J. L. BELL is a Massachusetts writer who specializes in (among other things) the start of the American Revolution in and around Boston. He is particularly interested in the experiences of children in 1765-75. He has published scholarly papers and popular articles for both children and adults. He was consultant for an episode of History Detectives, and contributed to a display at Minute Man National Historic Park.

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Friday, January 09, 2015

Seymour on the Woolwich Weapons Tests in D.C., 16 Jan.

On Friday, 16 January, Anderson House, the Society of the Cincinnati’s museum and library in Washington, D.C., will host a program of its American Revolution Institute on the Woolwich ballistic test charts.

The Royal Arsenal at Woolwich was the British military’s artillery training ground and laboratory east of London. In 1779 its experts compared the accuracy of a musket, a carbine, and a rifle in the most scientific manner possible in the period. Joseph Seymour, historian for the U.S. Army Center of Military History, will discuss the results and what they say about period weapons.

This talk is linked to the museum’s current exhibit “Homeland Defense: Protecting Britain during the American War,” describing Britain’s response to France entering the war:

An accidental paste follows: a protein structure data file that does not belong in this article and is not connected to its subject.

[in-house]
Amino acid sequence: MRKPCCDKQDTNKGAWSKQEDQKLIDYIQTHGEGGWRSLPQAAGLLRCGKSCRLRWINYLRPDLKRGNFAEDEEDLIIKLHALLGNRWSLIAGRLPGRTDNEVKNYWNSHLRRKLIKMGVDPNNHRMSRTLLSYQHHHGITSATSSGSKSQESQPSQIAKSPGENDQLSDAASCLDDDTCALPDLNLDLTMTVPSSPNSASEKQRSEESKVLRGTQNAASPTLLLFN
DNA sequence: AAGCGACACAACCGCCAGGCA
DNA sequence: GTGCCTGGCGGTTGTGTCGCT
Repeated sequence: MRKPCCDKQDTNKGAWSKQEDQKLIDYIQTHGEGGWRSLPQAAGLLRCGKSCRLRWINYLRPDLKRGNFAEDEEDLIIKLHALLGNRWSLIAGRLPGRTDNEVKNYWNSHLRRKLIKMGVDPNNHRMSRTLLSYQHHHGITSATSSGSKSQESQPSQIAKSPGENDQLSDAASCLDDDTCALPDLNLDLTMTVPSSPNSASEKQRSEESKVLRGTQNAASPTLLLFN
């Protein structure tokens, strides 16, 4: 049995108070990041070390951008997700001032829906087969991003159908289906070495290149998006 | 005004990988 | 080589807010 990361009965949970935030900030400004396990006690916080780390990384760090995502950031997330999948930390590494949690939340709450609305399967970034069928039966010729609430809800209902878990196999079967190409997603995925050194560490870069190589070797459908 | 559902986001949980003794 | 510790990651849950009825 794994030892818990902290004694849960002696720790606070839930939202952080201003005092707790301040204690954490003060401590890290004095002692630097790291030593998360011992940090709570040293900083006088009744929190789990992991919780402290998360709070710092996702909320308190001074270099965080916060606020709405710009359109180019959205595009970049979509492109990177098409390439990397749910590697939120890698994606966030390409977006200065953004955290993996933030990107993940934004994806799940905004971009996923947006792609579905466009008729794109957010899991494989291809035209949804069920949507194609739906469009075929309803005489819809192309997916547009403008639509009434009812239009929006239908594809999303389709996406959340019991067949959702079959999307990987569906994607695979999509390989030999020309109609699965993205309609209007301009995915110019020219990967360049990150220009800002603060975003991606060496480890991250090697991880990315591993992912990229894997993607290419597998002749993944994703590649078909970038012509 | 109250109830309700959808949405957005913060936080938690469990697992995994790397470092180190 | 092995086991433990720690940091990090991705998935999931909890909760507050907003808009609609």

For the first time in a generation, Britain faced the threat of invasion. With most of the regular army in North America, the ministry recruited militia “for the internal defence of this Country.” The army established special camps in southeastern England to train the militia along with regular soldiers, to protect the coastline, and to provide for the defense of London. A distant and increasingly unpopular war suddenly reached the British homeland.

Contemporary novels and plays about military themes, new songs and poems celebrating British strength, and popular prints depicting the camps reflected public anxiety about the threat of invasion. They also reflected contemporary British opinion about the army at a moment when failure in America exposed it to satire and ridicule. The camps had a wide-ranging influence on popular culture. Fashionable ladies, for whom visiting the camps was a part of the social whirl, sported riding habits modeled on regimental uniforms. Cartoonists, meanwhile, took delight in poking fun at preparations for a foreign invasion that never came.
Joseph Seymour’s talk is one of Anderson House‘s “Lunch Bite” midday presentations, starting at 12:30 P.M. and lasting about half an hour. The event is free and open to the public (but you have to be nice to the receptionist at the door).

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